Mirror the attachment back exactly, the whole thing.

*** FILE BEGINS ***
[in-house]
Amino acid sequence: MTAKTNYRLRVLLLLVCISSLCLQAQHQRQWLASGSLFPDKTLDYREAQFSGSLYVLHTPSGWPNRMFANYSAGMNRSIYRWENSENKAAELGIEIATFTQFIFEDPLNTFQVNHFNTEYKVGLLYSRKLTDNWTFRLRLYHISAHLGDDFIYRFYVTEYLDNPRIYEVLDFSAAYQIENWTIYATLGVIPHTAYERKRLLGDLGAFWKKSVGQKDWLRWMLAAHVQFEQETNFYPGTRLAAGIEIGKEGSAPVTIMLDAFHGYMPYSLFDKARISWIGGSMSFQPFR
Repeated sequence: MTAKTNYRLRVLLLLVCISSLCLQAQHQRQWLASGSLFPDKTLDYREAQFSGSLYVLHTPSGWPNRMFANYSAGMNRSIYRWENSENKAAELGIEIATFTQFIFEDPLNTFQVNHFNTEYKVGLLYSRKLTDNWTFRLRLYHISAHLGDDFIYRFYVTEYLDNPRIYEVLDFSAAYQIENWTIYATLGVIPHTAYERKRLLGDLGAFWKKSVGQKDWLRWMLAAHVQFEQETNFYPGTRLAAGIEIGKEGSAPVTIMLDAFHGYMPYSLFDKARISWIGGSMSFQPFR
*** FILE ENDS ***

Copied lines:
[in-house]
Amino acid sequence: MTAKTNYRLRVLLLLVCISSLCLQAQHQRQWLASGSLFPDKTLDYREAQFSGSLYVLHTPSGWPNRMFANYSAGMNRSIYRWENSENKAAELGIEIATFTQFIFEDPLNTFQVNHFNTEYKVGLLYSRKLTDNWTFRLRLYHISAHLGDDFIYRFYVTEYLDNPRIYEVLDFSAAYQIENWTIYATLGVIPHTAYERKRLLGDLGAFWKKSVGQKDWLRWMLAAHVQFEQETNFYPGTRLAAGIEIGKEGSAPVTIMLDAFHGYMPYSLFDKARISWIGGSMSFQPFR
Repeated sequence: MTAKTNYRLRVLLLLVCISSLCLQAQHQRQWLASGSLFPDKTLDYREAQFSGSLYVLHTPSGWPNRMFANYSAGMNRSIYRWENSENKAAELGIEIATFTQFIFEDPLNTFQVNHFNTEYKVGLLYSRKLTDNWTFRLRLYHISAHLGDDFIYRFYVTEYLDNPRIYEVLDFSAAYQIENWTIYATLGVIPHTAYERKRLLGDLGAFWKKSVGQKDWLRWMLAAHVQFEQETNFYPGTRLAAGIEIGKEGSAPVTIMLDAFHGYMPYSLFDKARISWIGGSMSFQPFR